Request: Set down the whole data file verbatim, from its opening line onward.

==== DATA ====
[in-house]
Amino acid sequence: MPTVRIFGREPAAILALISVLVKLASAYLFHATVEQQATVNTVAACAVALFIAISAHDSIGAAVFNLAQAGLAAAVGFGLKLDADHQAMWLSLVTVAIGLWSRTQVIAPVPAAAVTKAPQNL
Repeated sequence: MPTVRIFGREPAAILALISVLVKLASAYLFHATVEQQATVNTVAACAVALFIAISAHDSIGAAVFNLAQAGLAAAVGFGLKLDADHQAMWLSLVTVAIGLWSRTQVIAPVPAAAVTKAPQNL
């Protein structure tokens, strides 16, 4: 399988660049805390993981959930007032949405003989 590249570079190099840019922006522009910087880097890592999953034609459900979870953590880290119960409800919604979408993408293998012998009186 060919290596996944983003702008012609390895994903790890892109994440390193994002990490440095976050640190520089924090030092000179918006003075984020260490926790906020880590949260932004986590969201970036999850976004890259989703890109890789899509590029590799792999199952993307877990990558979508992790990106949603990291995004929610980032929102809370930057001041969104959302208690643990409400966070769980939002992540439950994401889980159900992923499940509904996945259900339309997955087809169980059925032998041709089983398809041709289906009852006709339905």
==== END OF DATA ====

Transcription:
[in-house]
Amino acid sequence: MPTVRIFGREPAAILALISVLVKLASAYLFHATVEQQATVNTVAACAVALFIAISAHDSIGAAVFNLAQAGLAAAVGFGLKLDADHQAMWLSLVTVAIGLWSRTQVIAPVPAAAVTKAPQNL
Repeated sequence: MPTVRIFGREPAAILALISVLVKLASAYLFHATVEQQATVNTVAACAVALFIAISAHDSIGAAVFNLAQAGLAAAVGFGLKLDADHQAMWLSLVTVAIGLWSRTQVIAPVPAAAVTKAPQNL
């Protein structure tokens, strides 16, 4: 399988660049805390993981959930007032949405003989 590249570079190099840019922006522009910087880097890592999953034609459900979870953590880290119960409800919604979408993408293998012998009186 060919290596996944983003702008012609390895994903790890892109994440390193994002990490440095976050640190520089924090030092000179918006003075984020260490926790906020880590949260932004986590969201970036999850976004890259989703890109890789899509590029590799792999199952993307877990990558979508992790990106949603990291995004929610980032929102809370930057001041969104959302208690643990409400966070769980939002992540439950994401889980159900992923499940509904996945259900339309997955087809169980059925032998041709089983398809041709289906009852006709339905």